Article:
With only 50 days until American voters go to the polls, the general election rhetoric has swung sharply from a focus on the economy and jobs to foreign policy, national security and terrorism.
The shift has been significant for President Barack Obama, whose strongest poll numbers have remained on his handling of terrorism and foreign policy.
Today, the campaign of former Massachusetts governor Mitt Romney again criticized Obama for his handling of recent anti-American rallies and embassy attacks abroad.
"Amid all these threats and dangers, what we do not see is steady, consistent American leadership," Romney running mate Wisconsin Rep. Paul Ryan said at the Values Voter Summit in Washington, D.C. on Friday.
Romney campaign foreign policy advisor Richard Williamson took this argument a step farther, suggesting the attacks would not have taken place under a Romney administration.
"There's a pretty compelling story that if you had a President Romney, you'd be in a different situation," Williamson, also a former Ronald Reagan assistant secretary of state, said in an interview with the Washington Post on Thursday.
"I know there are things that can and should have been done" in the Middle East, Williamson added in a CNN interview Friday, saying the Obama administration did not "provide enough leadership" or guidance to states effected by the Arab Spring.
"For the first time since Jimmy Carter, we've had an American ambassador assassinated," Williamson noted.
The shift in Romney campaign strategy came Tuesday night, when there were reported attacks on U.S. embassies in response to a YouTube movie denigrating Islam and the Prophet Muhammad.
Soon after, the U.S. embassy in Cairo tweeted a tacit criticism of the movie, making clear its condemnation of "the continuing efforts by misguided individuals to hurt the religious feelings of Muslims.
Secretary of State Hillary Clinton soon after confirmed one American casualty. It was at this time Mitt Romney issued his first statement on the events.
"It's disgraceful that the Obama Administration's first response was not to condemn attacks on our diplomatic missions, but to sympathize with those who waged the attacks," the Romney statement read.
After the White House did not take ownership of the Cairo statement, saying it was not ok'd by senior staff, Romney doubled-down on his critique, saying the "mixed messages" sent by the administration were "akin to an apology" to the attackers.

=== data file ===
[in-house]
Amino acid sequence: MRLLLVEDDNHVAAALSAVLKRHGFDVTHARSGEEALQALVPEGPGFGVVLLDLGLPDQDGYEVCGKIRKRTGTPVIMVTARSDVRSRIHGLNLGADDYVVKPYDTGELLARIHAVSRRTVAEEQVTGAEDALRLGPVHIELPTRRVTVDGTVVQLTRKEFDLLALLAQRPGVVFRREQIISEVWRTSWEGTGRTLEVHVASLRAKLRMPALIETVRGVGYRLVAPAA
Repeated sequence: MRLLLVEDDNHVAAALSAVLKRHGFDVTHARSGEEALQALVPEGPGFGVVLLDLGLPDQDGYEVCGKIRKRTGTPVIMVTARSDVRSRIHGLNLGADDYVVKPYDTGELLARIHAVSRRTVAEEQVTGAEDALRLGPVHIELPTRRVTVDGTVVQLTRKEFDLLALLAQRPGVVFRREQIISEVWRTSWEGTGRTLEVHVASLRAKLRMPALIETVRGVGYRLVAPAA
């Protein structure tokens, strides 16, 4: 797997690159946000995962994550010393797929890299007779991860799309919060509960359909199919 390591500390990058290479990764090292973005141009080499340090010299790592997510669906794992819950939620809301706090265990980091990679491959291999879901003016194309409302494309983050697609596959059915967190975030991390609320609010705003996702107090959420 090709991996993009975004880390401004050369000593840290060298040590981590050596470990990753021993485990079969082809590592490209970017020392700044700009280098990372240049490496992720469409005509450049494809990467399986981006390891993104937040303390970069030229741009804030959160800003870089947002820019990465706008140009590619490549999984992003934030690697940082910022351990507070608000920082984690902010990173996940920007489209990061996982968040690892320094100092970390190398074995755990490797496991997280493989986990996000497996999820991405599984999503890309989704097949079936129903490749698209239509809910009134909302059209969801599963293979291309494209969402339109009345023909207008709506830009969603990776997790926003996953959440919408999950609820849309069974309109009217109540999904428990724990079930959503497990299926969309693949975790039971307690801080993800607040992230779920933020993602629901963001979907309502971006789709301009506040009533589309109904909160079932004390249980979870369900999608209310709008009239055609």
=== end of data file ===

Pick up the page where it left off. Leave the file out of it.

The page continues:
Early the next morning, Clinton confirmed the death of U.S. ambassador to Libya Chris Stevens and three other Benghazi consulate staffers.
On Thursday, Obama tried to quell the Republican outcry by saying he did not "try to question [diplomats'] judgment from the comfort of a campaign office."
But the attacks on his foreign policy continued Thursday and Friday, with a Wall Street Journal op-ed by Liz Cheney and attacks at today's Values Voter Summit.
In a press call today organized by Americans United for Change and national Catholic justice lobby NETWORK, faith leaders denied these criticisms and called the Romney campaign's politicizing of the attacks abroad "horrifying."
"Governor Romney did a real disservice not only to his own campaign and his reputation but really to the American election process," Jewish social justice group Bend the Arc CEO Alan van Capelle said.
In response to a RTTNews question, NETWORK executive director and leader of "Nuns of a Bus" campaign Sister Simone Campbell said, "I'm horrified that any candidates would use these startling and violent attacks for political fodder."
"At a moment of national sadness and real risk in the Middle East, we should be more about finding ways to end violence rather than stirring it up," Campbell added.
In the last two days, the Romney campaign has also reiterated its criticism of Obama's China policies, blasting the president for not designating the Asian giant a currency manipulator.
The Obama campaign shot back Friday, issuing a new television ad called "The Cheaters" that will air in Colorado, Florida, Iowa, North Carolina, New Hampshire, Nevada, Ohio, Virginia, and Wisconsin.
"Romney's companies were called pioneers in shipping U.S. manufacturing jobs overseas," the ad's voice-over says, adding, "Even today part of Romney's fortune is invested in China."
"Romney's never stood up to China. All he's done is send them our jobs," the ad concluded.
The biting rhetoric over foreign policy is likely worrying Obama advisors. Obama has polled consistently higher than Romney in this arena for months - he held a 51 to 38 percent gap in a Tuesday ABC/Washington Post poll.
Obama advisors will likely try to steer Republicans away from the issue and back to the economy in the coming days. But with anti-American protests only spreading abroad, the issue will most likely dominate the campaign until the first presidential debate in Denver in October.
by RTT Staff Writer
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